Note: This is the first in a series of posts focusing on the ecological issues facing the coastal estuaries of south Florida. Read Part Two here, and Part Three here.
|Tarpon Bay in the Ding Darling National Wildlife Refuge, Sanibel|
I'd been hearing about this situation for the better part of a week before I took to the mangroves in search of salty fish--it's an odd dilemma facing both the Atlantic and Gulf of Mexico coasts of southern Florida. There's simply too much fresh water entering the estuaries down the Indian, St. Lucie and the Caloosahatchee rivers. And, frankly, the word "fresh" isn't exactly accurate, either.
tainted overflow from Florida's famed Lake Okeechobee, is artificially diverted into these rivers by the U.S. Army Corps of Engineers rather than allowed to enter the Everglades (which sorely needs the fresh water). About 150 years ago, the process that drained much of Okeechobee and the northern reaches of the Everglades to make room for agricultural development started. Today, this former swamp is the sugar capital of Florida, and cane fields now dominate the landscape rather than the River of Grass that once filtered much of south Florida's runoff before depositing just the right amount of clean, fresh water into Florida Bay at the northern end of the Florida Keys.
Today, when Lake Okeechobee exceeds it's artificially limited capacity (usually during the summer rainy season), the Corps, through a system of diversions and locks, sends the excess water--and all the nitrates, phosphorus and fertilizer in it--into the estuaries on either Florida coast. The normally emerald green waters of these coastal oases turn dark and foreboding. Stained. Brown. Dirty.
|Bottlenose dolphins hunt for fish in the tarnished water of San Carlos Bay.|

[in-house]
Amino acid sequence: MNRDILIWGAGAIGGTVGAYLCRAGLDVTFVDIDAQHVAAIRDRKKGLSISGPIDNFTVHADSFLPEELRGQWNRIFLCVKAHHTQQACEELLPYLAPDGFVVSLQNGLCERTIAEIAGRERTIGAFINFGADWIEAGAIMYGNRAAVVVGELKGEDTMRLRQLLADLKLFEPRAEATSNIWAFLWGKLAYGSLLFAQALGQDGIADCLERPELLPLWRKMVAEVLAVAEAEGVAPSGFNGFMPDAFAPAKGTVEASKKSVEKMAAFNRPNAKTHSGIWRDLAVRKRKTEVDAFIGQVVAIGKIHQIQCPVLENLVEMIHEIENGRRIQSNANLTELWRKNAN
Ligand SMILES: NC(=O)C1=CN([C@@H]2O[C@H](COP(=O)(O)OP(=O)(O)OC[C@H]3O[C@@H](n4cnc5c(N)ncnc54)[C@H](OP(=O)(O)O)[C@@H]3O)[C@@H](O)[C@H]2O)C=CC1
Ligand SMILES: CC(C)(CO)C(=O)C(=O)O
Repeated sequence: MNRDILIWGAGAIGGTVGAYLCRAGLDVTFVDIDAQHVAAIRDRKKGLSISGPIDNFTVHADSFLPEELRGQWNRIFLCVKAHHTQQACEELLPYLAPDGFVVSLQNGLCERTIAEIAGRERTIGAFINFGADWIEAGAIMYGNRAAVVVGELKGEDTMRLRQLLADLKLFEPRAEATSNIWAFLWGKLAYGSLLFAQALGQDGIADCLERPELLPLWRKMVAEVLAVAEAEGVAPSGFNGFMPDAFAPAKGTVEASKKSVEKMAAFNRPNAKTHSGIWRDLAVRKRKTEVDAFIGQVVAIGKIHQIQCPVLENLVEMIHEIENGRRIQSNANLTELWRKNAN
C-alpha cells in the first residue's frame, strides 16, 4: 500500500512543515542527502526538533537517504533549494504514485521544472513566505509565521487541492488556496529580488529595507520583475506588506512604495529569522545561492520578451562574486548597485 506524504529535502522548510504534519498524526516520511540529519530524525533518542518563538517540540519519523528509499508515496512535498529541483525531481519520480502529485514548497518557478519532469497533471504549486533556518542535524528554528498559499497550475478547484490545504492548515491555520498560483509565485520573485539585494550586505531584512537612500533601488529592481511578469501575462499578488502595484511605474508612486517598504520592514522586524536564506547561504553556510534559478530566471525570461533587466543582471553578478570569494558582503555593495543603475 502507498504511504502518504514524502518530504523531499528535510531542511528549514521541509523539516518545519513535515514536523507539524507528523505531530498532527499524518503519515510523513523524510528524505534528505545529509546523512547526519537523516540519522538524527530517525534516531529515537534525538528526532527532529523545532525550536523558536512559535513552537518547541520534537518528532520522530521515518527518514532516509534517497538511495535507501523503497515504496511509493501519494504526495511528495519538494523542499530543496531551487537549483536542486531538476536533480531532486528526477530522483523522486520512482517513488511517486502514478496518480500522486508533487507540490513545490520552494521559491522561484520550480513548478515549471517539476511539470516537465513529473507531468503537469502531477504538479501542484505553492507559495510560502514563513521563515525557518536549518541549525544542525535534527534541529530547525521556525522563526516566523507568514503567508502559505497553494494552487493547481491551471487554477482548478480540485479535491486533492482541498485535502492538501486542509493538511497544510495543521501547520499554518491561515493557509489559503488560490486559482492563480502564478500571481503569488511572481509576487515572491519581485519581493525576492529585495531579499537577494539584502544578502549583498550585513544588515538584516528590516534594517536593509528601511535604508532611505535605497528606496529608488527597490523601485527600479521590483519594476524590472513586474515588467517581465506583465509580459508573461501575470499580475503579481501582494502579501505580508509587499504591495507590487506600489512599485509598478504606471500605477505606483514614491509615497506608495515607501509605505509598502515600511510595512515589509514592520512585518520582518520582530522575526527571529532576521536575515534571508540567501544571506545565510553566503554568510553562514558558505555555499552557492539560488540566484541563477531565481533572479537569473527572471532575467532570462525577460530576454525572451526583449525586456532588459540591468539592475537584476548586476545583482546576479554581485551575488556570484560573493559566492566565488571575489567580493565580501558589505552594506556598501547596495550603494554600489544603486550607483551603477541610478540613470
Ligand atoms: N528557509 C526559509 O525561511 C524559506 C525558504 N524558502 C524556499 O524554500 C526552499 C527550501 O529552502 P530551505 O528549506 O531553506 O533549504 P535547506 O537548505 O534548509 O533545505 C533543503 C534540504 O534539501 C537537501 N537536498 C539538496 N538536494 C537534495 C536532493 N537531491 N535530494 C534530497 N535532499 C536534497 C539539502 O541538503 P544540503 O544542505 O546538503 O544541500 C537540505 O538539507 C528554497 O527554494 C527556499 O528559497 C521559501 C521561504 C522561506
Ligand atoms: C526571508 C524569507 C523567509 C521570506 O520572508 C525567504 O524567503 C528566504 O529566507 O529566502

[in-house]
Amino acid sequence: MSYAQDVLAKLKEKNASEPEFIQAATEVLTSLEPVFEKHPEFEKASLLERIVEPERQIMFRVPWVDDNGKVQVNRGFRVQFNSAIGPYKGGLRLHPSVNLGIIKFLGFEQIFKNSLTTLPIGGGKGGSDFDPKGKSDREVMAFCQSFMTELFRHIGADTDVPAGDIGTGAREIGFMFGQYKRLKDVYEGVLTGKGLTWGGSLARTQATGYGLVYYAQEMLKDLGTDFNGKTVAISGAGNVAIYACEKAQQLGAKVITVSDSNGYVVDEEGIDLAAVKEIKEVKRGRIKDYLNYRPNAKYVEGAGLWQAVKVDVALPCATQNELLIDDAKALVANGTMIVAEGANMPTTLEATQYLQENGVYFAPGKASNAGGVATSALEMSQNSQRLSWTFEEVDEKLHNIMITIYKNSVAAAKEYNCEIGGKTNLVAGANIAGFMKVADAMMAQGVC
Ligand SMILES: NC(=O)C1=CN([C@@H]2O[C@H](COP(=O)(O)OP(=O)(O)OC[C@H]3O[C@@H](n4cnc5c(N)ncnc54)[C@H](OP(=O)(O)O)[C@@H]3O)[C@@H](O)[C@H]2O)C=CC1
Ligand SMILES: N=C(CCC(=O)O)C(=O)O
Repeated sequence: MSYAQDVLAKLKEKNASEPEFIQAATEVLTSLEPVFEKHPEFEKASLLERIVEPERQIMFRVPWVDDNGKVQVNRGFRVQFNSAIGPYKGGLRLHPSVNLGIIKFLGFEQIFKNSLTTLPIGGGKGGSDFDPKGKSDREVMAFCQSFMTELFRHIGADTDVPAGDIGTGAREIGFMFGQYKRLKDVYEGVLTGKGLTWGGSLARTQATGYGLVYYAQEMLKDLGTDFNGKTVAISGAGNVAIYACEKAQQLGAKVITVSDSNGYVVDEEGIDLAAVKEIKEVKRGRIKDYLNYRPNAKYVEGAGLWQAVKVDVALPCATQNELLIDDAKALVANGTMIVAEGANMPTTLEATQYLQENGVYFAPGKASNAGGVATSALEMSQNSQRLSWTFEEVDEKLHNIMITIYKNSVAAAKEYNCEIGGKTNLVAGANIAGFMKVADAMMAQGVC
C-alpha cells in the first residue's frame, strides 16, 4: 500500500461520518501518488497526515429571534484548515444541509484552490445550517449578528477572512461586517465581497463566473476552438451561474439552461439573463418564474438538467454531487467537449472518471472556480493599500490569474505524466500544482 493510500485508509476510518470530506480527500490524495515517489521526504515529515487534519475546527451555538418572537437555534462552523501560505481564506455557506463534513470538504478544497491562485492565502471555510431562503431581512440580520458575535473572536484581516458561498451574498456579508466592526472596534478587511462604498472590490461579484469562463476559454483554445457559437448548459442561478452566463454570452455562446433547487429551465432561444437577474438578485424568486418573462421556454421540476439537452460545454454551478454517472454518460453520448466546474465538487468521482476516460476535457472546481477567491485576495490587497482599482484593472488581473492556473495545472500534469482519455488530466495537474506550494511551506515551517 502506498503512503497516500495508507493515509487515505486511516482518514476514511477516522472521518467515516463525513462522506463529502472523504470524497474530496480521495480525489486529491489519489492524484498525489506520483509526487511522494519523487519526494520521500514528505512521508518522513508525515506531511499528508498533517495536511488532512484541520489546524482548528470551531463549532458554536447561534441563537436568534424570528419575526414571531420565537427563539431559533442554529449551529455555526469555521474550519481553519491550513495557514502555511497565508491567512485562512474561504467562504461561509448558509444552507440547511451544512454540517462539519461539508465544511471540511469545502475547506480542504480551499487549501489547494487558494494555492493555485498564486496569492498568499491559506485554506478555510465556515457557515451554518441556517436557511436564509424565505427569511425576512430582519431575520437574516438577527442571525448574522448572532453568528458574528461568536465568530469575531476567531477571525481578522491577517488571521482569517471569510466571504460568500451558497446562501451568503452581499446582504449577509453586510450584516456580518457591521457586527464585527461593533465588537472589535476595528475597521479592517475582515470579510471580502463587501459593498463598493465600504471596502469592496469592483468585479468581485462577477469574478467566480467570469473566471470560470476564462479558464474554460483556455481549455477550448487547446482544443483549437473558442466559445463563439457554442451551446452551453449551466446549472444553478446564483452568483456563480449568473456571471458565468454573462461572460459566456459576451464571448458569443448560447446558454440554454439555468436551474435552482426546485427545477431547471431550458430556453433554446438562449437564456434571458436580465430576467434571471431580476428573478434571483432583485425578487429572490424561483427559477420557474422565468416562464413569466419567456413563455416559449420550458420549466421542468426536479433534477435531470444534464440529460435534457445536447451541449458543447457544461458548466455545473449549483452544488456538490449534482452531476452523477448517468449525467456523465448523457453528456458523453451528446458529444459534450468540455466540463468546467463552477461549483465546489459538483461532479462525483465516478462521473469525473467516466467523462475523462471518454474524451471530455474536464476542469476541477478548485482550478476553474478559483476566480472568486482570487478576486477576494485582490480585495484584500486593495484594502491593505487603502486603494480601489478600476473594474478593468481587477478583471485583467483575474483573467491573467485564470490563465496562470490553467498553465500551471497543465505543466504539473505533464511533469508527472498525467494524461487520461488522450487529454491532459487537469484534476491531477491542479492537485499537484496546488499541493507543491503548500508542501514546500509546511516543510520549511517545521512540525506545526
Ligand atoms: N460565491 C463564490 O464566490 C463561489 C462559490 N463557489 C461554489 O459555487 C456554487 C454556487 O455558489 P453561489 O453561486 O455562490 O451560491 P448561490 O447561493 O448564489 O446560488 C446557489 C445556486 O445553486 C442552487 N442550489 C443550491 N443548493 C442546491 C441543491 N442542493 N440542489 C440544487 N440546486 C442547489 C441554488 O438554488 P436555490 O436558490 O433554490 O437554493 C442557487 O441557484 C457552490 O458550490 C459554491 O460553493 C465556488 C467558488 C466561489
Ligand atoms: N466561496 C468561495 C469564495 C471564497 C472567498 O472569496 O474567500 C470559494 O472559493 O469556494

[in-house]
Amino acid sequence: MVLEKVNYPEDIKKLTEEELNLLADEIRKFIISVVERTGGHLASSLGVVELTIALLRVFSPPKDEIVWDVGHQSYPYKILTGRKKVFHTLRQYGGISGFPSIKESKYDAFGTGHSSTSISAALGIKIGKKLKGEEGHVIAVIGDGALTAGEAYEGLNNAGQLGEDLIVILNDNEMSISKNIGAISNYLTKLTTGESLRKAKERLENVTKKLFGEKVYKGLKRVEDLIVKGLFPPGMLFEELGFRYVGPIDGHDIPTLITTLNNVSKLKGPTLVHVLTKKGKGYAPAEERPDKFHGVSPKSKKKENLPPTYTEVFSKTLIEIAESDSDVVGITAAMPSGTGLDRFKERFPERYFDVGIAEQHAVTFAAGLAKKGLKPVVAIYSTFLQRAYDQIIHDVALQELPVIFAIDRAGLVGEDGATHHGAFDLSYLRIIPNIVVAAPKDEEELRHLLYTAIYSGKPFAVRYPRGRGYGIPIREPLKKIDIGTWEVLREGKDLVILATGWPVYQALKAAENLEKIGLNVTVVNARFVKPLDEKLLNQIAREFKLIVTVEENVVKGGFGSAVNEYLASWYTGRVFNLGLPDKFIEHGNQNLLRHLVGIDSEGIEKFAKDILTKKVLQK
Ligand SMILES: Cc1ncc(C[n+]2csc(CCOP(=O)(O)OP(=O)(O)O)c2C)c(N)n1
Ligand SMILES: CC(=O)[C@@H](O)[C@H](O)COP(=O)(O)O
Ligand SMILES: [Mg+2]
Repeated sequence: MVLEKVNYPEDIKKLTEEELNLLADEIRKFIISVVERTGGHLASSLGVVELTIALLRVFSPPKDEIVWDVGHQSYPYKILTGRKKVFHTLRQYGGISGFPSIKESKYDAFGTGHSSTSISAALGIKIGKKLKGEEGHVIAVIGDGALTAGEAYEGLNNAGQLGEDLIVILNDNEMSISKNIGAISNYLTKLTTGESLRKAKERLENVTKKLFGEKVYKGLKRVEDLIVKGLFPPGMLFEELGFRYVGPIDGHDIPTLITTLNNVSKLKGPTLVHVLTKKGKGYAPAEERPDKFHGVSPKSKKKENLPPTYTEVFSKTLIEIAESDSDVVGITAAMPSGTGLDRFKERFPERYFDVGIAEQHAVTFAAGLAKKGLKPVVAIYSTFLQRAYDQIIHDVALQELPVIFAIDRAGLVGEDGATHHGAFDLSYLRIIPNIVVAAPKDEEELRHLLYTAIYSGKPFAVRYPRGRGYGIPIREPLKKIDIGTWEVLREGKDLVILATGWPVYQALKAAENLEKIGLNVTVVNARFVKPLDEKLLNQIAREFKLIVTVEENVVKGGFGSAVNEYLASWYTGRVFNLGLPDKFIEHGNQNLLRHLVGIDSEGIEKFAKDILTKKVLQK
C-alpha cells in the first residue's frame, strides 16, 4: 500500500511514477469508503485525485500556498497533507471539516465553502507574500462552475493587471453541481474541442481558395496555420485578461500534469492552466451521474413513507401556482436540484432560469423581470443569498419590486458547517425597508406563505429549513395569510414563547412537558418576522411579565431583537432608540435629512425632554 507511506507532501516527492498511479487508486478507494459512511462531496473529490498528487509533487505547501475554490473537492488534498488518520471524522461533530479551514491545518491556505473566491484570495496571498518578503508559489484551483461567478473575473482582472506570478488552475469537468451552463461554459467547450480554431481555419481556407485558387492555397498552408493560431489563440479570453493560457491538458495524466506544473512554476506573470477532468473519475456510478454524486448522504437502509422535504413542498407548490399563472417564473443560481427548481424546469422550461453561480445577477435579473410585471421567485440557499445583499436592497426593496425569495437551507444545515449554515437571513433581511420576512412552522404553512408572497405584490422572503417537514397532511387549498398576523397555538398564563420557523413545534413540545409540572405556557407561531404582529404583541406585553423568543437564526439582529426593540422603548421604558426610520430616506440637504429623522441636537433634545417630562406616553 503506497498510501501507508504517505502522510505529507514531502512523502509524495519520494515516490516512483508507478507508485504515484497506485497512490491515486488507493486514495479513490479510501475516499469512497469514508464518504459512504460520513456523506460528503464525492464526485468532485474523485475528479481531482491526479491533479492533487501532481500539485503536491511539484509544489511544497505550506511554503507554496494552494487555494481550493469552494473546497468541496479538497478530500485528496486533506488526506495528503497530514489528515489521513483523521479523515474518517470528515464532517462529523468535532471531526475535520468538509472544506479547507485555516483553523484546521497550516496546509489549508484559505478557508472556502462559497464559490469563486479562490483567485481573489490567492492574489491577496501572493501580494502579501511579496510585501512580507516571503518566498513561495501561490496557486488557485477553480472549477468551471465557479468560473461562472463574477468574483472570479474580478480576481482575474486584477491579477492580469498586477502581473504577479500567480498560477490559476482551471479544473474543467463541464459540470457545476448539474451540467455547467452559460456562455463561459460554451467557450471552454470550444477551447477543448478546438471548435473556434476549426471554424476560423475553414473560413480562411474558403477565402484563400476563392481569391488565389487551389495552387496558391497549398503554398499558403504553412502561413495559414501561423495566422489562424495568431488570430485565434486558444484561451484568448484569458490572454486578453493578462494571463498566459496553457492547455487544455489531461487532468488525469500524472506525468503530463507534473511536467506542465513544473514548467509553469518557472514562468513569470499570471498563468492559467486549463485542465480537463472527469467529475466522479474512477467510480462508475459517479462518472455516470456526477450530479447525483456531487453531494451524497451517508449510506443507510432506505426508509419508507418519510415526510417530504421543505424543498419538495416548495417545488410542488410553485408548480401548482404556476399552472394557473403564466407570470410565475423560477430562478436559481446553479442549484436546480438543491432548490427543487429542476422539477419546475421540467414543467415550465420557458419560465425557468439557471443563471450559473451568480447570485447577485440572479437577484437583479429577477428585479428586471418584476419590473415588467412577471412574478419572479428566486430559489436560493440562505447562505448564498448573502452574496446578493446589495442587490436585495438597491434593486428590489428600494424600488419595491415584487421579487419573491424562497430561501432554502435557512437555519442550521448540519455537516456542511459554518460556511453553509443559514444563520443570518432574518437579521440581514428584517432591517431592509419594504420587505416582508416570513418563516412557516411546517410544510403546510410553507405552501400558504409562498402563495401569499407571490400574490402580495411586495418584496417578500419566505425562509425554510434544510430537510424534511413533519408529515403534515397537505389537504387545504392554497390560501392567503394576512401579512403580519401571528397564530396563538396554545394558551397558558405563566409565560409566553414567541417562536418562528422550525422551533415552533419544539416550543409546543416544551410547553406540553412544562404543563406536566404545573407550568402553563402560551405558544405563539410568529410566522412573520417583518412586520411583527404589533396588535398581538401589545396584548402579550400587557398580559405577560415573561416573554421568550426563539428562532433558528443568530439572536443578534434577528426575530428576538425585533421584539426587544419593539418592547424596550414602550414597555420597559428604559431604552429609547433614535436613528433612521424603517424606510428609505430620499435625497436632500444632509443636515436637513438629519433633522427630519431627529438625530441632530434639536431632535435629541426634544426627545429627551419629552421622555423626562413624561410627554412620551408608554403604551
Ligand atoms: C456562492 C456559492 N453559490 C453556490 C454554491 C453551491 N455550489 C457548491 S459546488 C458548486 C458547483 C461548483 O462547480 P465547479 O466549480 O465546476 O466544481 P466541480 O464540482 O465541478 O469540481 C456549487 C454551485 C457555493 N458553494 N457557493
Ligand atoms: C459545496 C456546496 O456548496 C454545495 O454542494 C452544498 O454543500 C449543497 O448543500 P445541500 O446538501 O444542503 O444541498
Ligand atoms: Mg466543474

Oh, yes, the fish. These estuaries are the nurseries for prized redfish, snook, sea trout, tarpon, drum, mackerel, ladyfish, jack crevailles and dozens of other species that draw the attention of many of the 3.1 million resident and non-resident anglers who fish Florida each year. These fish, according to a study commissioned recently by the American Sportfishing Association, account for some $8.6 billion in retail sales and other fishing-related expenditures (hotel rooms, restaurants, gas, groceries, etc.), more than 80,000 jobs and well over $1 billon in state, local and federal tax revenues.
Just this past week, releases into the estuaries were scaled back--the summer rainy season in south Florida is nearing its end. Now comes the dry season, when Lake Okeechobee will begin to recede and--you guessed it--the Corps of Engineers will work like mad on behalf of the sugar industry to save every last drop for crops. The estuaries--bloated and brown most of the summer by tainted water--will get precious little fresh water until the rains come next summer. Then, they'll get too much.
It's feast or famine for the coastal estuaries of south Florida, and while the solution to restoring balance to these vital ecological and recreational wonderlands seems simple--and it frankly is, assuming the political will can be mustered--powerful interests stand in the way.